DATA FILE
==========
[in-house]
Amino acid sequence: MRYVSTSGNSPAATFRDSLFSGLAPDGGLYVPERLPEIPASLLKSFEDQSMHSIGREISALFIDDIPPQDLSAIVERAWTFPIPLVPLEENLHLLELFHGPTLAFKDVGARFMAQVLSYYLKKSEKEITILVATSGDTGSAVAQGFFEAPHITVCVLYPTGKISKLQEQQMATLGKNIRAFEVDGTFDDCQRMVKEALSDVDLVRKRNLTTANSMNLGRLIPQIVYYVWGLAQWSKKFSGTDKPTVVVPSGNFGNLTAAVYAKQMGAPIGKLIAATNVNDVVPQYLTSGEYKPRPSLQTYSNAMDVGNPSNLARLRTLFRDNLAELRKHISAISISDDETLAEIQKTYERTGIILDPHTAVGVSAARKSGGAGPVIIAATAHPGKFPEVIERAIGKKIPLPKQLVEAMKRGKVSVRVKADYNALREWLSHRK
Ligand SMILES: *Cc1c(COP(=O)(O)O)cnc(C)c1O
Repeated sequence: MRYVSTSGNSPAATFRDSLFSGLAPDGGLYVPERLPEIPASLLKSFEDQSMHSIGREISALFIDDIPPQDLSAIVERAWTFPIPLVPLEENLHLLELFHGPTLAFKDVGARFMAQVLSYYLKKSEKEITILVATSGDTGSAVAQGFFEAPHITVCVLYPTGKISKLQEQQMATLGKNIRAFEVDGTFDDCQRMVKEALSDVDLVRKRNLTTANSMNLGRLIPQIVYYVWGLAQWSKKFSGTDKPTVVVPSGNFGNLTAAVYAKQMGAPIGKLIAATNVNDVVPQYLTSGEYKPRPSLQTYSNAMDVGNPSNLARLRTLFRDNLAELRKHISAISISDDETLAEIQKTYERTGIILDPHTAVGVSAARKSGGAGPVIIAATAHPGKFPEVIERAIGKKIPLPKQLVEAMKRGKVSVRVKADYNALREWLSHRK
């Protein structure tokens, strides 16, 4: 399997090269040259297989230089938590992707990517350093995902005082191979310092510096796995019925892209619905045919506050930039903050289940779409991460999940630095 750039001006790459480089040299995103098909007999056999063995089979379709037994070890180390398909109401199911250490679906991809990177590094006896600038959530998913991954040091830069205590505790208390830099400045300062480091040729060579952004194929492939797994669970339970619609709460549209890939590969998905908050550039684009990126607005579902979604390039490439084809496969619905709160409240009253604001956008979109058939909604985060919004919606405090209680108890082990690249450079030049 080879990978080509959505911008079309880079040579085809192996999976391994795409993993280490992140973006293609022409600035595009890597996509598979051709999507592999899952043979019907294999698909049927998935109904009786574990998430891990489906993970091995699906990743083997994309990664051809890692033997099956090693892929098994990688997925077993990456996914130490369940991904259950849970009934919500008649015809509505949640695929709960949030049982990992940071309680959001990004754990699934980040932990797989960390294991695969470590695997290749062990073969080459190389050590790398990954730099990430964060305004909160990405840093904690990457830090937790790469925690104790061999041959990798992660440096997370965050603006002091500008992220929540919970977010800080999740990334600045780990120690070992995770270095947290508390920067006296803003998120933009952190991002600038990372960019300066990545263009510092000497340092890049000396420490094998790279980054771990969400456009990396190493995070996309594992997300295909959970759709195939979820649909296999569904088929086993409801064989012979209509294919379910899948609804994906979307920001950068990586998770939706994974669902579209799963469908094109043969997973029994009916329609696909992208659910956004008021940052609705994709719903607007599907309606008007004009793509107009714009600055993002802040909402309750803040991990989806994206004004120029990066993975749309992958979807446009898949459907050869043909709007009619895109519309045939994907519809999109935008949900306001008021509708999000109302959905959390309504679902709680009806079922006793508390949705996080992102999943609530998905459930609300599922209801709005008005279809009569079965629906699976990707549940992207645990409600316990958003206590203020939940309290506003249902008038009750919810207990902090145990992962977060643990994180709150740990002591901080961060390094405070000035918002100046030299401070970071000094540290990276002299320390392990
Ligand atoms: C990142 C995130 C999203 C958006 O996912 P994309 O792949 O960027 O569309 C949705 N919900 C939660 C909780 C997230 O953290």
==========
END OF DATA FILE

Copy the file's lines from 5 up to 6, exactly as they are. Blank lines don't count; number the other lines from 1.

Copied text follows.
């Protein structure tokens, strides 16, 4: 399997090269040259297989230089938590992707990517350093995902005082191979310092510096796995019925892209619905045919506050930039903050289940779409991460999940630095 750039001006790459480089040299995103098909007999056999063995089979379709037994070890180390398909109401199911250490679906991809990177590094006896600038959530998913991954040091830069205590505790208390830099400045300062480091040729060579952004194929492939797994669970339970619609709460549209890939590969998905908050550039684009990126607005579902979604390039490439084809496969619905709160409240009253604001956008979109058939909604985060919004919606405090209680108890082990690249450079030049 080879990978080509959505911008079309880079040579085809192996999976391994795409993993280490992140973006293609022409600035595009890597996509598979051709999507592999899952043979019907294999698909049927998935109904009786574990998430891990489906993970091995699906990743083997994309990664051809890692033997099956090693892929098994990688997925077993990456996914130490369940991904259950849970009934919500008649015809509505949640695929709960949030049982990992940071309680959001990004754990699934980040932990797989960390294991695969470590695997290749062990073969080459190389050590790398990954730099990430964060305004909160990405840093904690990457830090937790790469925690104790061999041959990798992660440096997370965050603006002091500008992220929540919970977010800080999740990334600045780990120690070992995770270095947290508390920067006296803003998120933009952190991002600038990372960019300066990545263009510092000497340092890049000396420490094998790279980054771990969400456009990396190493995070996309594992997300295909959970759709195939979820649909296999569904088929086993409801064989012979209509294919379910899948609804994906979307920001950068990586998770939706994974669902579209799963469908094109043969997973029994009916329609696909992208659910956004008021940052609705994709719903607007599907309606008007004009793509107009714009600055993002802040909402309750803040991990989806994206004004120029990066993975749309992958979807446009898949459907050869043909709007009619895109519309045939994907519809999109935008949900306001008021509708999000109302959905959390309504679902709680009806079922006793508390949705996080992102999943609530998905459930609300599922209801709005008005279809009569079965629906699976990707549940992207645990409600316990958003206590203020939940309290506003249902008038009750919810207990902090145990992962977060643990994180709150740990002591901080961060390094405070000035918002100046030299401070970071000094540290990276002299320390392990
Ligand atoms: C990142 C995130 C999203 C958006 O996912 P994309 O792949 O960027 O569309 C949705 N919900 C939660 C909780 C997230 O953290």